If there's no contract, the employee can walk out on his employer one day and begin calling clients the next.

But increasingly, contracts prevent employees from taking clients. Maryland courts have even held a company liable for hiring someone in violation of a non-compete agreement the employee had with a previous boss.

Such agreements can smooth a corporate breakup by providing legal guidelines.

Simpson Gardyn, for example, signed an agreement when he became a manager athe Grant Thornton accounting firm. When he decided to leave, he was compelled to pay Grant Thornton for two years 50 percent of the fees paid by clients he took with him.

Mr. Gardyn said the agreement is fair. He was able to take a core of clients to his new practice, his clients were able to keep their accountant, and Grant Thornton was compensated for the loss.

He has retained a good relationship with Grant Thornton, he said. "I think I'm the exception to the rule. I lived up to the bargain I had made."

Drawing up such agreements is not easy, Mr. Pollack said. He and partner Craig H. Neuman are considering several versions of employment agreements for new workers. The agreements would penalize employees who leave and take clients whom they had not brought to the firm.

"It's not so simple to draw [agreements] and for them to bacceptable to the employees," Mr. Pollack said. "It's something you have to give a lot of thought to."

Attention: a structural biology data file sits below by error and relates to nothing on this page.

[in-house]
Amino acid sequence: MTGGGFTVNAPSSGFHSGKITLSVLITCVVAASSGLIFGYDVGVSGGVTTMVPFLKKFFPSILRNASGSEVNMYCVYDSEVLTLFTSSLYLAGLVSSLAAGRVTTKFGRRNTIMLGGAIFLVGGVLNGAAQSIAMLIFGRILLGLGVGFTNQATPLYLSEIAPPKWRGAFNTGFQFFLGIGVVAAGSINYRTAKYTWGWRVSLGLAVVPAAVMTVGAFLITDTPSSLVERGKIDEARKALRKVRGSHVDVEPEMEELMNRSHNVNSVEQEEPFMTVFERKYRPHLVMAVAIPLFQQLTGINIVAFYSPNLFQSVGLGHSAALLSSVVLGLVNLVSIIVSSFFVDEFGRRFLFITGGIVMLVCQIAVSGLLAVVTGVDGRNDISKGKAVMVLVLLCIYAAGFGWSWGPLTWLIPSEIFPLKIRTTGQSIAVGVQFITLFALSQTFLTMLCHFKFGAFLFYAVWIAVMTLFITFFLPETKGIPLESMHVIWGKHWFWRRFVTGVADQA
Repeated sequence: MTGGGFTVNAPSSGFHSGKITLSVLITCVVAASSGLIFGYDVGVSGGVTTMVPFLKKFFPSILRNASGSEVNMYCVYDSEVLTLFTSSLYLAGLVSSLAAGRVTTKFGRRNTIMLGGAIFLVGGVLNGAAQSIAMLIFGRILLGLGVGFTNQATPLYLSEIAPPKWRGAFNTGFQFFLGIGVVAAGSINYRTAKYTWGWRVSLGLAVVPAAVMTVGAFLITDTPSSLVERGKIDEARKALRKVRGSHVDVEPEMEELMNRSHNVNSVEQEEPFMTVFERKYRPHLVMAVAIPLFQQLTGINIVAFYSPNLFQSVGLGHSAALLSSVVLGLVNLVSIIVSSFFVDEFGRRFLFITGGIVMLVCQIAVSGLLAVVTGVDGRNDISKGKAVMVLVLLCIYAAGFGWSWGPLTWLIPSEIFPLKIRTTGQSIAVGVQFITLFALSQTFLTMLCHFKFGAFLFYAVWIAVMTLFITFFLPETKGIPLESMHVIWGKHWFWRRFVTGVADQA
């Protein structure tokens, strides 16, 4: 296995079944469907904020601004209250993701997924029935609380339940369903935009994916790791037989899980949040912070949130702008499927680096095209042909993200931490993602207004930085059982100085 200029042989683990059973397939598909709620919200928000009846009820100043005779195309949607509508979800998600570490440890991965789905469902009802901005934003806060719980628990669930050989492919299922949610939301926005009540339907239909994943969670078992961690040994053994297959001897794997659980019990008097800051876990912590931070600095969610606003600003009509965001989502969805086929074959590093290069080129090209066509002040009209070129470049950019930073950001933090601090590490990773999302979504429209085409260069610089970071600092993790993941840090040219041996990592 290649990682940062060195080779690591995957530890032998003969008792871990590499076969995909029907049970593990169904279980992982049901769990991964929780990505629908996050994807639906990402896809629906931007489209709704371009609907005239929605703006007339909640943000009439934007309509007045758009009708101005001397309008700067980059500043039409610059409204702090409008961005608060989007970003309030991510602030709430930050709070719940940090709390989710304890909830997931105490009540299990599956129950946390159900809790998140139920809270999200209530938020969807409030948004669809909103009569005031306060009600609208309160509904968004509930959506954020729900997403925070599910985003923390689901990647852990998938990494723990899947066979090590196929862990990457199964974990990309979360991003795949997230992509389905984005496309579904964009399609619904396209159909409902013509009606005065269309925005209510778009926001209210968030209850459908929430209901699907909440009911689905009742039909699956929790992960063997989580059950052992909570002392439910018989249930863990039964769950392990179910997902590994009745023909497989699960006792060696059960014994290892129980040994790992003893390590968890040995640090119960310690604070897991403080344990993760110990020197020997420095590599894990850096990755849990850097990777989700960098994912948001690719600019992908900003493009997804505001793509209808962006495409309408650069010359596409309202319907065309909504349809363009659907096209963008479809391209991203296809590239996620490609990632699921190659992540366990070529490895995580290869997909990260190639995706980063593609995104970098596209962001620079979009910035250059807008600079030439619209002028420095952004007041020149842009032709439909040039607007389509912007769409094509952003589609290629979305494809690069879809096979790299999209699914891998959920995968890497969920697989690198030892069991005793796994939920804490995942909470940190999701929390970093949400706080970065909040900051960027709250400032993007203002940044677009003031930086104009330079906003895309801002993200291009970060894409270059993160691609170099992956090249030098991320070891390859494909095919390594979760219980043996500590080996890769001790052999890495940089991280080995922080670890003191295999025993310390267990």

Mr. Astrachan, the lawyer, advises employers not to be too restrictive when writing such agreements. Usually such agreements apply only to skilled employees, such as those who have a personal relationship with clients or possess trade secrets.

Agreements shouldn't be more restrictive than necessary to protect the interest of the business. An unduly restrictive agreement might forbid employees from setting up competitive businesses anywhere in a city or for years after leaving a firm.

Employers should not impose agreements on existing employees without giving them something in return, Mr. Astrachan said. Signing agreements may be conditions of employment, raises or promotions, but the courts will not look favorably on the agreements if employees are forced to sign them without receiving some benefit.

Mr. Astrachan advises employees to consult a lawyer before signing the agreements to make sure they are drawn as narrowly as possible.

Such agreements become critical for venture capitalists considering whether to invest in a fledgling company, said Ralph Alterowitz, president of Venture Tech Corp. in Potomac. Sometimes executives of new companies must obtain a release from previous employers before they can attract needed capital.

"One major claim to fame for young entrepreneurs will be that they know the industry, and that they have developed a better way of doing the job," he said.

The only profession which prohibits such agreements, ironically, the legal profession. Courts have decided that clients should be able to obtain any legal counsel they want. Mr. Astrachan, for example, took clients with him when he left Weinberg and Green.

But such agreements are increasingly common in medical practices. Dr. Sanders said he created such an agreement when he took a partner into his ultrasound practice. It prohibits his partner from setting up a competitive practice within two miles of Dr. Sanders' office.

Being his own boss suddenly forced Dr. Sanders to face questions such as employee agreements, office location and office management. Still, he said his decision to start a practice at Cross Keys has been worth the aggravation.

Some of his patients followed him to his new practice, forming a core group from which he could expand.

"It's been very revitalizing," he said. "It's given me a new lease on life."